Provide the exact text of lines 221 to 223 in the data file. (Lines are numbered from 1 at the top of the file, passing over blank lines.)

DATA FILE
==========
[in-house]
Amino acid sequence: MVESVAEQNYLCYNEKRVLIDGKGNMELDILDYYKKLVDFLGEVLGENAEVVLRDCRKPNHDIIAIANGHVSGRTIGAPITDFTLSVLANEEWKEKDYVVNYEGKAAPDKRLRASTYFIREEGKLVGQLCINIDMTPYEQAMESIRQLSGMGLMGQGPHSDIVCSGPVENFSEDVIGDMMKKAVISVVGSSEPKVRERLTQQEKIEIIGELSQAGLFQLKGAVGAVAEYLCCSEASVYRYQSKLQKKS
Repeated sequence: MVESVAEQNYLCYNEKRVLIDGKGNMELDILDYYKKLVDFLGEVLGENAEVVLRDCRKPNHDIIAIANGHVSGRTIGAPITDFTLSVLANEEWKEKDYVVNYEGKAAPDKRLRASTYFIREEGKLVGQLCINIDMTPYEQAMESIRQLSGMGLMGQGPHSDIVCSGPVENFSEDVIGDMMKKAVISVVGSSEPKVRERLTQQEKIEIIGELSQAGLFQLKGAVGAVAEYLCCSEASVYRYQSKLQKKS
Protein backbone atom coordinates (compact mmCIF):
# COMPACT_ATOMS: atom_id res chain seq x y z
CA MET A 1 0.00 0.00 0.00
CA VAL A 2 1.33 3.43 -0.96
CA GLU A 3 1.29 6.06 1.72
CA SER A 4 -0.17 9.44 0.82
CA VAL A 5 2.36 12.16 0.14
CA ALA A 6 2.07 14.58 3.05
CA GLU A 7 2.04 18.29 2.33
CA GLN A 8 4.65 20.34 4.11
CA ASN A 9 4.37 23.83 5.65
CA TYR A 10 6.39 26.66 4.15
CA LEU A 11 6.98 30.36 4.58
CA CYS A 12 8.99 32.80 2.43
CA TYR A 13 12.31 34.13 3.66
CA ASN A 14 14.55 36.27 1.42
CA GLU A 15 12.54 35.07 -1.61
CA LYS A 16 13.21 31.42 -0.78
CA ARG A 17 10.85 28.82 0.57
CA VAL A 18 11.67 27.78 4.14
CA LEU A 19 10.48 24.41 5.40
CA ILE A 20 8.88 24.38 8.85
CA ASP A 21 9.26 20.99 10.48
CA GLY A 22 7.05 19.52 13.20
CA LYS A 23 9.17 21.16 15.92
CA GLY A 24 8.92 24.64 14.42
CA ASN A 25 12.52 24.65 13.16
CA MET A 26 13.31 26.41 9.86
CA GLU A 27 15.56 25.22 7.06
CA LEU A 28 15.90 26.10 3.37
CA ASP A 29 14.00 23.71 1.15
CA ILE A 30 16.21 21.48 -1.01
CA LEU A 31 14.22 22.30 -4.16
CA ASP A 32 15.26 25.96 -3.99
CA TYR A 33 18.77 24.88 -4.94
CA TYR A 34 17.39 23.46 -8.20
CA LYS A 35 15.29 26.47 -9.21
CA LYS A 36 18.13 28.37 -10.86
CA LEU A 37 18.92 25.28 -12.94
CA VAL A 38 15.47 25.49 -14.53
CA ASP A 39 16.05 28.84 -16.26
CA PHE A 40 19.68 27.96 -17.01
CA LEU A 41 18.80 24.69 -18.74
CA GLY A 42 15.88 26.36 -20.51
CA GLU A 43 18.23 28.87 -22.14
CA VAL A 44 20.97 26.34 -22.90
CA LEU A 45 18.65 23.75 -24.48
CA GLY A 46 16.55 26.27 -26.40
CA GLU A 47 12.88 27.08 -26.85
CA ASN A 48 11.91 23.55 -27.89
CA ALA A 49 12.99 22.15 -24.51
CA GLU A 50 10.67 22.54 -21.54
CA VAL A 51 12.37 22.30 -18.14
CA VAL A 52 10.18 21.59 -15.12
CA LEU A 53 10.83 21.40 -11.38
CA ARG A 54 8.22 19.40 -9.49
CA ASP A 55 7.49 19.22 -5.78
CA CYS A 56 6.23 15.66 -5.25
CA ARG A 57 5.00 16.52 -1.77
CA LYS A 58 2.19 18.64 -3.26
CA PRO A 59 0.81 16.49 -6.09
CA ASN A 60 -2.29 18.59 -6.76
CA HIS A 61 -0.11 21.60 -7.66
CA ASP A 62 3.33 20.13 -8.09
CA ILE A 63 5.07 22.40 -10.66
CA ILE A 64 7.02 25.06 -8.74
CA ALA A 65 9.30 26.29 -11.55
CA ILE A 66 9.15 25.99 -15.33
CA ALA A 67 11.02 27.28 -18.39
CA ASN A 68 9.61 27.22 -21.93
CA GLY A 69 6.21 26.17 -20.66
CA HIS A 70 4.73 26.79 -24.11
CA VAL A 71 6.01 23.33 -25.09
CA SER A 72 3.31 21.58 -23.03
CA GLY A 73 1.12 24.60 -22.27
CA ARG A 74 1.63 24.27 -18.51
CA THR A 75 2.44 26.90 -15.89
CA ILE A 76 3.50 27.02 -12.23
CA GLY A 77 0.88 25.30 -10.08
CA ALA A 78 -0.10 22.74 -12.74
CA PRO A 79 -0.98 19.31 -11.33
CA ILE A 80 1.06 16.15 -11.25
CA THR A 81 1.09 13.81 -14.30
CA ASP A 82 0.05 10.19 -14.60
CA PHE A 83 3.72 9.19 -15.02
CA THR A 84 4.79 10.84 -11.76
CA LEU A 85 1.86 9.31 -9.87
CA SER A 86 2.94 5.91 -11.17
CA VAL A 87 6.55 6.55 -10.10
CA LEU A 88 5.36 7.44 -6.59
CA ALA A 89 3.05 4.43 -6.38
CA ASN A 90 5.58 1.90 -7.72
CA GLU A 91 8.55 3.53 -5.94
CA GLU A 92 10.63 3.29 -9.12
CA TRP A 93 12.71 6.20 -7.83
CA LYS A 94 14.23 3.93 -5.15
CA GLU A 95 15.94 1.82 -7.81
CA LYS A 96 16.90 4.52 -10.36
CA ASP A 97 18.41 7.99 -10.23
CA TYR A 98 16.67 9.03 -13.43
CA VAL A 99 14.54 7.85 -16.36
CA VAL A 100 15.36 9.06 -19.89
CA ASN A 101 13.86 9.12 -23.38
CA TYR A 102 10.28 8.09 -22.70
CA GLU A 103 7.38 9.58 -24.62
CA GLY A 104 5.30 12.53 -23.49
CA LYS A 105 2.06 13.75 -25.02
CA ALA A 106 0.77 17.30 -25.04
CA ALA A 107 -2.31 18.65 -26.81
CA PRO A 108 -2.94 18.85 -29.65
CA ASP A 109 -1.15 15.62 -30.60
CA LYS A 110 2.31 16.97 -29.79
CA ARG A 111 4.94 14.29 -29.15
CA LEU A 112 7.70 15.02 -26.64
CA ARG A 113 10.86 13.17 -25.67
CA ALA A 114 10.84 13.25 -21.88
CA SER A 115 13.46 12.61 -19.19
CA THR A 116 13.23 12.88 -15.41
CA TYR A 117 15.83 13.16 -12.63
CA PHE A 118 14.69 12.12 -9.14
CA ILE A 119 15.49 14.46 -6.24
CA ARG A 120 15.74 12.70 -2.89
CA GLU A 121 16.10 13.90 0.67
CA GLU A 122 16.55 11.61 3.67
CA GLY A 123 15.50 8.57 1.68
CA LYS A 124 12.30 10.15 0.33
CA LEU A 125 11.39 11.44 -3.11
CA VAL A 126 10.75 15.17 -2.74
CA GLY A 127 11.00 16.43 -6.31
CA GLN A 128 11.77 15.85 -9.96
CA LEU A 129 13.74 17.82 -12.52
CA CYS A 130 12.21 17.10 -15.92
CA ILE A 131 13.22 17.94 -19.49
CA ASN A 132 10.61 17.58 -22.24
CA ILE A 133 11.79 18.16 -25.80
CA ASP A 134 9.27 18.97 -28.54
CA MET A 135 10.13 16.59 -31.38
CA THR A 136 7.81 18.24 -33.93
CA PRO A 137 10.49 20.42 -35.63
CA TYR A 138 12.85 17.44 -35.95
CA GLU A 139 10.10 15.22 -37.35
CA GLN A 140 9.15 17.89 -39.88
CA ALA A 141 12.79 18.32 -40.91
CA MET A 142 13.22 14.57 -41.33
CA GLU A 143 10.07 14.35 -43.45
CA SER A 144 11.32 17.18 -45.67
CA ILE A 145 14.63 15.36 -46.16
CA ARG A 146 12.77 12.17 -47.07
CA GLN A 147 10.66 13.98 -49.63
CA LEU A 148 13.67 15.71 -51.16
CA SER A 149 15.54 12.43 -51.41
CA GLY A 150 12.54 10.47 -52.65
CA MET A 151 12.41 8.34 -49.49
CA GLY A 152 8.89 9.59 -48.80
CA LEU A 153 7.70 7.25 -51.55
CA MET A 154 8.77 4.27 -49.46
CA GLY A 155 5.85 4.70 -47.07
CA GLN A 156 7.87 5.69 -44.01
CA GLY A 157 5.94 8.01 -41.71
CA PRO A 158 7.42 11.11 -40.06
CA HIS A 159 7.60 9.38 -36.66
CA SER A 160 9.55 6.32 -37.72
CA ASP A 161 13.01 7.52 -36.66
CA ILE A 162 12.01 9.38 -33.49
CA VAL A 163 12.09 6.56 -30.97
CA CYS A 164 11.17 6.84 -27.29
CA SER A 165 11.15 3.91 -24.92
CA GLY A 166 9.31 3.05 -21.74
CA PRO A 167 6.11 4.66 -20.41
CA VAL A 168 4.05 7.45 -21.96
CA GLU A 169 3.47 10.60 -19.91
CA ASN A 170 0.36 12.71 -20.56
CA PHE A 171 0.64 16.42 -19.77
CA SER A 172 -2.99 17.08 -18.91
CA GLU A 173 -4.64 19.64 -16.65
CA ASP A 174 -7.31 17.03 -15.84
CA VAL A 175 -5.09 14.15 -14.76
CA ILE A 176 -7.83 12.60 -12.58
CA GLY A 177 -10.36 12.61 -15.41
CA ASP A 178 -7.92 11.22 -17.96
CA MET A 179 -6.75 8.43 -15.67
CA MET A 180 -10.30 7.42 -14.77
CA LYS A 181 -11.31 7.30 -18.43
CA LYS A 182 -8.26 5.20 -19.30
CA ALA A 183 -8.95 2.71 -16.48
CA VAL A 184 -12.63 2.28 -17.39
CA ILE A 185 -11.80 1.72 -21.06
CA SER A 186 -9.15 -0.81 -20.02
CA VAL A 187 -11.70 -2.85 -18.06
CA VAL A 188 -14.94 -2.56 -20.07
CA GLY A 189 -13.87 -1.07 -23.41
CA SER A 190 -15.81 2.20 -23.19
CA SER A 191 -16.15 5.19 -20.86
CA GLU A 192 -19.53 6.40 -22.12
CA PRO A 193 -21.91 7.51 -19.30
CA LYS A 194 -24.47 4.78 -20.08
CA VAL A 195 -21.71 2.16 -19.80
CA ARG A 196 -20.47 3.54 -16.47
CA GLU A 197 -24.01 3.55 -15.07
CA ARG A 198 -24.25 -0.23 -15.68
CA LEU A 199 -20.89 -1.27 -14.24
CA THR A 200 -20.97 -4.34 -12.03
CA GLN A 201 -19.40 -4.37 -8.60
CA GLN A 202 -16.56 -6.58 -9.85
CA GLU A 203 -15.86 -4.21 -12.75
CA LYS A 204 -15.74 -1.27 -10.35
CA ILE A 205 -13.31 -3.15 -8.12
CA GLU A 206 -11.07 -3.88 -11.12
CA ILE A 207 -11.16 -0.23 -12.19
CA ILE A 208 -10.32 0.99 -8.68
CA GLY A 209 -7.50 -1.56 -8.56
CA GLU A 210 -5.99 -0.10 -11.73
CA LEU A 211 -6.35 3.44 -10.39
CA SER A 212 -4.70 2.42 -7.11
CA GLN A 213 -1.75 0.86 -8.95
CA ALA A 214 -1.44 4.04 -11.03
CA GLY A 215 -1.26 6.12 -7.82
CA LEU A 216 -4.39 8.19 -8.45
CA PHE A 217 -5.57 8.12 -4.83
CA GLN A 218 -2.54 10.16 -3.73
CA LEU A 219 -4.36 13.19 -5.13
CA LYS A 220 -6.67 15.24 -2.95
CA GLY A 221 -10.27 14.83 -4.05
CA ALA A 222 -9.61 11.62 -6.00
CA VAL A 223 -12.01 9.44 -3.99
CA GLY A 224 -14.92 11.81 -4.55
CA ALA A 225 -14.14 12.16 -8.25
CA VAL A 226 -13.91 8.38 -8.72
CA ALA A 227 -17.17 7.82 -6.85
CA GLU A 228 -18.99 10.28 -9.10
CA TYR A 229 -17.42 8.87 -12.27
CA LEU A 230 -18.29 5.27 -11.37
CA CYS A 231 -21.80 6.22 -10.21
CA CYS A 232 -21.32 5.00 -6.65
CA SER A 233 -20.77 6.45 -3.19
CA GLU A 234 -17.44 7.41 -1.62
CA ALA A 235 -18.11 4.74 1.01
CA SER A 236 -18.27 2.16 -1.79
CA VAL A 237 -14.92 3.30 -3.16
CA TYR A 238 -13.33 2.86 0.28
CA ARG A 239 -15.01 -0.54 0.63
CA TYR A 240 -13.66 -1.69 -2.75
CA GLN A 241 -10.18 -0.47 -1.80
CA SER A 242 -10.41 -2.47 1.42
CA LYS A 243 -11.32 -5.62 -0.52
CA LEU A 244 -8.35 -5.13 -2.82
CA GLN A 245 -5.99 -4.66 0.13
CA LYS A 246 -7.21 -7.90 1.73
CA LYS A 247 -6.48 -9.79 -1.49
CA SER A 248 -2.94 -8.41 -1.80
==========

CA LEU A 216 -4.39 8.19 -8.45
CA PHE A 217 -5.57 8.12 -4.83
CA GLN A 218 -2.54 10.16 -3.73